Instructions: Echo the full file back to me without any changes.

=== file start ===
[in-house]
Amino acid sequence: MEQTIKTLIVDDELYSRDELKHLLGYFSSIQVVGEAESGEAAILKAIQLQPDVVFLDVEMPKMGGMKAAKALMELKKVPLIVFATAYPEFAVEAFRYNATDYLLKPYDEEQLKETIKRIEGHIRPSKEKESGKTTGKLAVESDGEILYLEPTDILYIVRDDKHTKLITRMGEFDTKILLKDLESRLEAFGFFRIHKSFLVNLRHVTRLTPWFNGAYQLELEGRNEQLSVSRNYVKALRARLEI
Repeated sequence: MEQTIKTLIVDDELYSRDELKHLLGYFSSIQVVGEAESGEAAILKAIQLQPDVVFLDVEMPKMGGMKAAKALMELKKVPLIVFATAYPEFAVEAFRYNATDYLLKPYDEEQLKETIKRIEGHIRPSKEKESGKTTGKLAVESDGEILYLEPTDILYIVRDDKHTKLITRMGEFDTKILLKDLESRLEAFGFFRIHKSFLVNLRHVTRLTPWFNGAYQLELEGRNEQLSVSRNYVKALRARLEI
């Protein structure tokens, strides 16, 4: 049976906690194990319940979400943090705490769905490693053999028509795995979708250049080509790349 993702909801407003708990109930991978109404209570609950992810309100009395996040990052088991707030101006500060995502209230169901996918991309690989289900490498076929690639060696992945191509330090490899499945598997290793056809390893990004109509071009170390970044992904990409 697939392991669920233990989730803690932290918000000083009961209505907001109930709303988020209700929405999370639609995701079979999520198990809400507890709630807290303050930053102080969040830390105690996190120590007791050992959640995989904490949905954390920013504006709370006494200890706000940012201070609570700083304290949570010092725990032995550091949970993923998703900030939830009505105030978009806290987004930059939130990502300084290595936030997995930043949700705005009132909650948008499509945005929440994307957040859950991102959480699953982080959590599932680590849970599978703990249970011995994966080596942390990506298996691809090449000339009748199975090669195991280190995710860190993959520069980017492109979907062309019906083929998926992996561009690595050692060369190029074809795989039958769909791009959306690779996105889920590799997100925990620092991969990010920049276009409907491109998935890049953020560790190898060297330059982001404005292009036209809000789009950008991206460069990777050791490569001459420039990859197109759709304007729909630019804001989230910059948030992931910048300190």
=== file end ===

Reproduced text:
[in-house]
Amino acid sequence: MEQTIKTLIVDDELYSRDELKHLLGYFSSIQVVGEAESGEAAILKAIQLQPDVVFLDVEMPKMGGMKAAKALMELKKVPLIVFATAYPEFAVEAFRYNATDYLLKPYDEEQLKETIKRIEGHIRPSKEKESGKTTGKLAVESDGEILYLEPTDILYIVRDDKHTKLITRMGEFDTKILLKDLESRLEAFGFFRIHKSFLVNLRHVTRLTPWFNGAYQLELEGRNEQLSVSRNYVKALRARLEI
Repeated sequence: MEQTIKTLIVDDELYSRDELKHLLGYFSSIQVVGEAESGEAAILKAIQLQPDVVFLDVEMPKMGGMKAAKALMELKKVPLIVFATAYPEFAVEAFRYNATDYLLKPYDEEQLKETIKRIEGHIRPSKEKESGKTTGKLAVESDGEILYLEPTDILYIVRDDKHTKLITRMGEFDTKILLKDLESRLEAFGFFRIHKSFLVNLRHVTRLTPWFNGAYQLELEGRNEQLSVSRNYVKALRARLEI
């Protein structure tokens, strides 16, 4: 049976906690194990319940979400943090705490769905490693053999028509795995979708250049080509790349 993702909801407003708990109930991978109404209570609950992810309100009395996040990052088991707030101006500060995502209230169901996918991309690989289900490498076929690639060696992945191509330090490899499945598997290793056809390893990004109509071009170390970044992904990409 697939392991669920233990989730803690932290918000000083009961209505907001109930709303988020209700929405999370639609995701079979999520198990809400507890709630807290303050930053102080969040830390105690996190120590007791050992959640995989904490949905954390920013504006709370006494200890706000940012201070609570700083304290949570010092725990032995550091949970993923998703900030939830009505105030978009806290987004930059939130990502300084290595936030997995930043949700705005009132909650948008499509945005929440994307957040859950991102959480699953982080959590599932680590849970599978703990249970011995994966080596942390990506298996691809090449000339009748199975090669195991280190995710860190993959520069980017492109979907062309019906083929998926992996561009690595050692060369190029074809795989039958769909791009959306690779996105889920590799997100925990620092991969990010920049276009409907491109998935890049953020560790190898060297330059982001404005292009036209809000789009950008991206460069990777050791490569001459420039990859197109759709304007729909630019804001989230910059948030992931910048300190």